Newcastle - From 'A Topographical Dictionary of Wales' (1849)
NEWCASTLE, a parish, consisting of the Higher and Lower townships, in the union of Bridgend and Cowbridge, hundred of Newcastle, county of Glamorgan, South Wales; comprising part of the market-town of Bridgend, and containing 1239 inhabitants, of whom 590 are in the Higher, and 649 in the Lower township. This place, which is situated on the western bank of the river Ogmore, near its confluence with the Ewenny, derives its name from a fortress of later date than that of Oldcastle, on the opposite bank of the Ogmore. By whom these castles were originally built has not been clearly ascertained; but their origin has been attributed to some of the Norman invaders of this part of the principality, who probably erected them for the protection of the territories of which they had obtained possession. The parish is bounded on the north by the parishes of Bettws and Llangonoyd, east by St. Bride's Minor and Coyty, south by Merthyr-Mawr, and west by Laleston. Its surface is very irregular, and exhibits little timber of any kind. The Lower township includes part of the market-town of Bridgend, and presents some good land, producing wheat, oats, barley, potatoes, and hay, with a few turnips. In the Higher township the lands are of rather poor quality, with the exception of a small portion inclosed and cultivated; but they contain coal and iron mines, together with limestone-quarries, in the former of which a considerable number of men are employed. An act of parliament was passed in 1847, enabling the LlynviValley railway company to form an extension of their line, three miles and a half in length, to Newcastle. Besides Bridgend, there is the small village of Aberkenvig in the parish. The scenery is generally pleasing, and from the eminence on which the church is situated is a fine view, including the influx of the Ogmore into the Bristol Channel, the castles of Coyty and Ogmore, and the mansion of Coytreh�n, higher up the river Ogmore, with its luxuriant groves; forming an assemblage of picturesque objects.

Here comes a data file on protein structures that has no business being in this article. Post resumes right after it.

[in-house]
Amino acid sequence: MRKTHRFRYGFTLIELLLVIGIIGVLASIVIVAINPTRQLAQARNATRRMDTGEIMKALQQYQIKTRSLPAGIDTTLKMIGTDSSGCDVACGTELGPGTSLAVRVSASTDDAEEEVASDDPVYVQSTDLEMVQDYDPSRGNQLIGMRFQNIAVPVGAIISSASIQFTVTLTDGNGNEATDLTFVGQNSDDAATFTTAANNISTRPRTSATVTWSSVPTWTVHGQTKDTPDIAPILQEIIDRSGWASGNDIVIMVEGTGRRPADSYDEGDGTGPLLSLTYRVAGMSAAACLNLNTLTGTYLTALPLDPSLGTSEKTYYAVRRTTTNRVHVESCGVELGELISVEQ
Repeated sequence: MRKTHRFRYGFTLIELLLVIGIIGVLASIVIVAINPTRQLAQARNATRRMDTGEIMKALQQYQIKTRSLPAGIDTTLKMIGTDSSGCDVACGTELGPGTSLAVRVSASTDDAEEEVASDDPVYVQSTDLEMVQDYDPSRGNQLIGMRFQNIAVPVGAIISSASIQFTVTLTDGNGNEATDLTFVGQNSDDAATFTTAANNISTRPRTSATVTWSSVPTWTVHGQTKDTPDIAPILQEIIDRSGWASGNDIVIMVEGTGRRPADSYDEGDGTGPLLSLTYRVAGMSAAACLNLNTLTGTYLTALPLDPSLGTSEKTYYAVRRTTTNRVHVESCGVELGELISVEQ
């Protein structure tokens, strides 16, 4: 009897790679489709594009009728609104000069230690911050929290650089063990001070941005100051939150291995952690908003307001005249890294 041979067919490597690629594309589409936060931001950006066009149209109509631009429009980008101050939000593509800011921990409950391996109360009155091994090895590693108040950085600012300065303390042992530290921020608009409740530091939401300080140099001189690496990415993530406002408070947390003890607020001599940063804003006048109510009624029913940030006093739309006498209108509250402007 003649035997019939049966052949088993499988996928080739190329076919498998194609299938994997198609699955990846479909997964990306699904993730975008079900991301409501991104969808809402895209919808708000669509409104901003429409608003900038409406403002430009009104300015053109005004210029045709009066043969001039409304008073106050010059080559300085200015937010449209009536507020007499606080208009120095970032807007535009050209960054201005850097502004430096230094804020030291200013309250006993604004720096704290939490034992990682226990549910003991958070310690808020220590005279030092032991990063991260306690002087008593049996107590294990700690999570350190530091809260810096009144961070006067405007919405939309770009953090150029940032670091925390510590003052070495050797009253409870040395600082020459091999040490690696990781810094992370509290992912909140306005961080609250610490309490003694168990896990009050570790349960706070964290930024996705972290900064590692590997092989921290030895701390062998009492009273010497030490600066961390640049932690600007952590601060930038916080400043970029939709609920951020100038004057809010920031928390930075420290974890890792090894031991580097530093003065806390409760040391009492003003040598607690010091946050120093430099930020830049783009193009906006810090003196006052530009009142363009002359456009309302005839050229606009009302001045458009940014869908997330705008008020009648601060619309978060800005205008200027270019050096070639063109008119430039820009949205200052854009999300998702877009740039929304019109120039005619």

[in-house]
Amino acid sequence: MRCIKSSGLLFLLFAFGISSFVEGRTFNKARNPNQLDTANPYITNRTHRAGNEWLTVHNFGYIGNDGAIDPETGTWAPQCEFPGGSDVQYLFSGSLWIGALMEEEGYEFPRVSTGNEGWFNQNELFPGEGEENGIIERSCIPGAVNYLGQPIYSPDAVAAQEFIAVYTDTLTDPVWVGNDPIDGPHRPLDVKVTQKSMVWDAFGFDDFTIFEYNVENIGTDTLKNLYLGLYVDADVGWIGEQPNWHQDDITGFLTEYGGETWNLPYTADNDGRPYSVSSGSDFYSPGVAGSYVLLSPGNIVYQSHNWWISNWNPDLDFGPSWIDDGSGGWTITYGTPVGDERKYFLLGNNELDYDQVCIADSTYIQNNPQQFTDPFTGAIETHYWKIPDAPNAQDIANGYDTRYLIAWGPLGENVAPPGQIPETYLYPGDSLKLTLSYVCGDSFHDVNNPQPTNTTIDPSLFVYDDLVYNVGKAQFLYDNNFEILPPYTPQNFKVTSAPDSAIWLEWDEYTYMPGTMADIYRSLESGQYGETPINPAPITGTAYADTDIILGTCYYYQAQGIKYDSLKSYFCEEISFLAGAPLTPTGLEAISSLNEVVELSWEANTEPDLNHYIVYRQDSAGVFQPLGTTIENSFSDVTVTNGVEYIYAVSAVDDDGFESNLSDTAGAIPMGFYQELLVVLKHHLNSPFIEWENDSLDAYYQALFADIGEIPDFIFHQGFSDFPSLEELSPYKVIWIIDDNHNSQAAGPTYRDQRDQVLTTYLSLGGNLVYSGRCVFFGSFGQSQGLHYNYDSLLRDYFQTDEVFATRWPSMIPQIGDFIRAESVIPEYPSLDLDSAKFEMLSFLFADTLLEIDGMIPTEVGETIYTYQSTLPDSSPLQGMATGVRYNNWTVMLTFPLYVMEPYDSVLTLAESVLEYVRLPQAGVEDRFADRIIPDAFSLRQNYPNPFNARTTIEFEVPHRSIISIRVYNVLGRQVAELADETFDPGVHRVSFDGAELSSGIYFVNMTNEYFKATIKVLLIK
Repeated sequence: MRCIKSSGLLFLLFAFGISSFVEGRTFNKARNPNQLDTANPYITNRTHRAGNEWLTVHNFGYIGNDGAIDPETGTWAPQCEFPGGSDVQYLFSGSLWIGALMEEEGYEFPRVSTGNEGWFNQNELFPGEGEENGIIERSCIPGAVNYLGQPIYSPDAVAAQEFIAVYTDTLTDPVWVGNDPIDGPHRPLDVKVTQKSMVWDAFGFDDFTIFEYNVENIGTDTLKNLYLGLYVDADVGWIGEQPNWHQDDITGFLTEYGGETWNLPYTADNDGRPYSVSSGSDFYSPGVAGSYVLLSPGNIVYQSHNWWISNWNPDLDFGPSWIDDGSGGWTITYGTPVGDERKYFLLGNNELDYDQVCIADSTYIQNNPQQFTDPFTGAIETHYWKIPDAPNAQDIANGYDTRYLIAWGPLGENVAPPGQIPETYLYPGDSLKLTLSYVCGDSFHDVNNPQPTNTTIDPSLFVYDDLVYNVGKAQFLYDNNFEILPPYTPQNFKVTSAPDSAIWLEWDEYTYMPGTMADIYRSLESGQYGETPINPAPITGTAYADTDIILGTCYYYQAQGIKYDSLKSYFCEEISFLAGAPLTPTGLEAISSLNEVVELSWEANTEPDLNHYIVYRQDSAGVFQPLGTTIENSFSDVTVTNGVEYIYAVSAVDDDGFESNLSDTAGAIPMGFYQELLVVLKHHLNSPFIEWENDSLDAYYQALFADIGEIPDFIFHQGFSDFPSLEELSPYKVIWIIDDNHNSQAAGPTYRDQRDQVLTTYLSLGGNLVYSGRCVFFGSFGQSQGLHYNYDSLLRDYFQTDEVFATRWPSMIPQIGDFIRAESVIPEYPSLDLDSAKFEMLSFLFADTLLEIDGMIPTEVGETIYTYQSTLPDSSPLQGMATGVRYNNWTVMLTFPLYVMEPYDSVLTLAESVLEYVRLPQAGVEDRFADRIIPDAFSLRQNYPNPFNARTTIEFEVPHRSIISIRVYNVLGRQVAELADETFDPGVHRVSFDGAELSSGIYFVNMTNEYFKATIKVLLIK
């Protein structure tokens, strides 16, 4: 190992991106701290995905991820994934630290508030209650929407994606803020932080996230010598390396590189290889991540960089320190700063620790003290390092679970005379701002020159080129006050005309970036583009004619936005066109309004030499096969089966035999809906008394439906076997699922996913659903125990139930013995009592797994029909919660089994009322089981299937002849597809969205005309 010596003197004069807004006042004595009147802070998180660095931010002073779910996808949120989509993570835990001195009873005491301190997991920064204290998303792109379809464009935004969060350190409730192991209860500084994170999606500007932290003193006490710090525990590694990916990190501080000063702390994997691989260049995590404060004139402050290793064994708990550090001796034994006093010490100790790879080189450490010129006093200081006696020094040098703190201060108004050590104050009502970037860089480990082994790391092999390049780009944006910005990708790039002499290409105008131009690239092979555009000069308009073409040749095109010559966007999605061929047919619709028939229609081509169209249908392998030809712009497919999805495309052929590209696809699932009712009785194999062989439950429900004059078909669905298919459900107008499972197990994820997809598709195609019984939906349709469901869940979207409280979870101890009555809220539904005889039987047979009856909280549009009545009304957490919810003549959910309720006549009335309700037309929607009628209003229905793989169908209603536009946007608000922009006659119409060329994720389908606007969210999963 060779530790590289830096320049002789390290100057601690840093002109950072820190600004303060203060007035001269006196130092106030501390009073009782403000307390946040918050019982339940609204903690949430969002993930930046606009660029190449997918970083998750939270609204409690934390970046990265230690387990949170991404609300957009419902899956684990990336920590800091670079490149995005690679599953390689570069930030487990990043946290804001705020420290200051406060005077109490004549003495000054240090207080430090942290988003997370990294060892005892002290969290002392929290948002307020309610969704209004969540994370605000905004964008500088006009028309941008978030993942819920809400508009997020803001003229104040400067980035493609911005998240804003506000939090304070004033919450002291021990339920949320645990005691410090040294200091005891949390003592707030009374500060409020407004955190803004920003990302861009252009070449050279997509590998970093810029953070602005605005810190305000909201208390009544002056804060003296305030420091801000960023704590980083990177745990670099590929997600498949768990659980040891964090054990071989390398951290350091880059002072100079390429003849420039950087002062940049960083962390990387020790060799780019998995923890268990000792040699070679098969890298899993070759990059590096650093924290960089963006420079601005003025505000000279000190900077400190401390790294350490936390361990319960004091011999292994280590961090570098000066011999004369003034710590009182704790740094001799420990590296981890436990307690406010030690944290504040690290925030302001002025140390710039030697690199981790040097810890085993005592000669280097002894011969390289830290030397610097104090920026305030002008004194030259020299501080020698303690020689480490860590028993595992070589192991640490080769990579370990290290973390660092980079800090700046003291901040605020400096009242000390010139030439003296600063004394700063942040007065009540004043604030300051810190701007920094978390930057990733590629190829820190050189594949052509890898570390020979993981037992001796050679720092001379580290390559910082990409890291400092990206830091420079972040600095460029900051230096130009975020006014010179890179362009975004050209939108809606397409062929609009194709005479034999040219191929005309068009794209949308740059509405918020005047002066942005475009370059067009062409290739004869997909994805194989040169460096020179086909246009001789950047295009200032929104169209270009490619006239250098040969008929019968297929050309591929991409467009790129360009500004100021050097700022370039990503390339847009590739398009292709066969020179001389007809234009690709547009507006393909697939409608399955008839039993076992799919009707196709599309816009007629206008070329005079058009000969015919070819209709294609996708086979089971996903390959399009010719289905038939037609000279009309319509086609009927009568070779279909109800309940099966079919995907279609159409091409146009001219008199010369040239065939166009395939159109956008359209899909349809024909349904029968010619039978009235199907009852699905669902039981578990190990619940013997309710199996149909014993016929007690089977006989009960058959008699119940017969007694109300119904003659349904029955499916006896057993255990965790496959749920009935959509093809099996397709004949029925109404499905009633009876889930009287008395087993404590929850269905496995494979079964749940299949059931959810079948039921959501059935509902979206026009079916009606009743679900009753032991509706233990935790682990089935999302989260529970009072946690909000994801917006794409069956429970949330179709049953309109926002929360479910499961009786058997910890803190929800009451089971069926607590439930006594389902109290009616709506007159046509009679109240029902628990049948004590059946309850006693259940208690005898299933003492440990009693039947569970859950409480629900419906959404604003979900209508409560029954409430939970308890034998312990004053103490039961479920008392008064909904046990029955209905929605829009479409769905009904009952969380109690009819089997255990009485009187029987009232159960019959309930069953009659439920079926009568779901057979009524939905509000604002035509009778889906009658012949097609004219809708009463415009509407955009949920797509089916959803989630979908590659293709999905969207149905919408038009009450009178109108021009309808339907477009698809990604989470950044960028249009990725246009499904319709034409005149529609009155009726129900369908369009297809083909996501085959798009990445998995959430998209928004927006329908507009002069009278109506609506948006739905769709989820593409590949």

The Tondu iron-works, in the Upper division of the parish, are pleasantly situated within a quarter of a mile north-west of the village of Aberkenvig, and near the Porthcawl railway, now the property of the Llynvi-Valley railway company. They consist of two blast furnaces, with every requisite convenience for the manufacture of pig-iron. Small quantities of blackband, sufficient to indicate the presence of that cheaply-wrought species of ironstone, have been discovered on the property; but the supply of blackband used here is obtained from a place called Tywyth, in the Upper hamlet of the parish of Llangonoyd, whence it is conveyed to Tondu by railway. The Tondu iron-works form one of the several establishments which have made the Vale of Llynvi remarkable as a great seat of the iron-trade.
The living is a discharged vicarage, with the livings of Bettws, Laleston, and Tythegston annexed, rated in the king's books at �7. 7. 3�., endowed with the rectorial tithes of the parish of Bettws, and in the patronage of the Lord Chancellor; present net income, �197, with a glebe-house. The church, dedicated to St. Illtyd, is an ancient structure with a tower, and is situated at Bridgend, on the declivity of an eminence; it is supposed to have been erected in 1200, and is sixty feet long and twenty broad, containing about 200 sittings, of which sixty are free. The town of Bridgend, which is partly in Coyty parish, contains also several places of worship for dissenters, and a chapel of ease to the church of Coyty. At Penyvray, in the parish of Newcastle, is a place of worship for Particular Baptists; and at Aberkenvig, one for Calvinistic Methodists. The interest of �10, bequeathed by Mr. Watkins, and vested in the Bridgend turnpike-trust, is annually distributed among the poor; but two charities of �10 and �5 by Rachel Mathews and John Austin have been lost. The only remains of the ancient castle are, a gateway remarkable for the elegance of its pointed arch, and the ruins of the wall which inclosed the site; the area has been converted into a garden: they are the property of the Earl of Dunraven.